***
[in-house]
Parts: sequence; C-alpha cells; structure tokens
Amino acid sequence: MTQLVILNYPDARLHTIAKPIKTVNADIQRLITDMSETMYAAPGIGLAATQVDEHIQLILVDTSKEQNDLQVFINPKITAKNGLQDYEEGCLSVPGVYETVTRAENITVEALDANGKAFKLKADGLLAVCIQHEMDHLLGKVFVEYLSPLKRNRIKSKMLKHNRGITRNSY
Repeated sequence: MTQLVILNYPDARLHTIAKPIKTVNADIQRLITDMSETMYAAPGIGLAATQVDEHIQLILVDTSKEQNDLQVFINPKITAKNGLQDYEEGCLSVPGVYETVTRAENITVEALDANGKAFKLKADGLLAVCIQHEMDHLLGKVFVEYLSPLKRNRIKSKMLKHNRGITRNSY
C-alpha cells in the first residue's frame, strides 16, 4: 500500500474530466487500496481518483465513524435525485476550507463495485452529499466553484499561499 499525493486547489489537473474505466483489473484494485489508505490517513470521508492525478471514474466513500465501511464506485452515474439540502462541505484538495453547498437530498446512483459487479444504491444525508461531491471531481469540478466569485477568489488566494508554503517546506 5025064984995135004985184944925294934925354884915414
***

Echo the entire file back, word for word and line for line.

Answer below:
[in-house]
Parts: sequence; C-alpha cells; structure tokens
Amino acid sequence: MTQLVILNYPDARLHTIAKPIKTVNADIQRLITDMSETMYAAPGIGLAATQVDEHIQLILVDTSKEQNDLQVFINPKITAKNGLQDYEEGCLSVPGVYETVTRAENITVEALDANGKAFKLKADGLLAVCIQHEMDHLLGKVFVEYLSPLKRNRIKSKMLKHNRGITRNSY
Repeated sequence: MTQLVILNYPDARLHTIAKPIKTVNADIQRLITDMSETMYAAPGIGLAATQVDEHIQLILVDTSKEQNDLQVFINPKITAKNGLQDYEEGCLSVPGVYETVTRAENITVEALDANGKAFKLKADGLLAVCIQHEMDHLLGKVFVEYLSPLKRNRIKSKMLKHNRGITRNSY
C-alpha cells in the first residue's frame, strides 16, 4: 500500500474530466487500496481518483465513524435525485476550507463495485452529499466553484499561499 499525493486547489489537473474505466483489473484494485489508505490517513470521508492525478471514474466513500465501511464506485452515474439540502462541505484538495453547498437530498446512483459487479444504491444525508461531491471531481469540478466569485477568489488566494508554503517546506 5025064984995135004985184944925294934925354884915414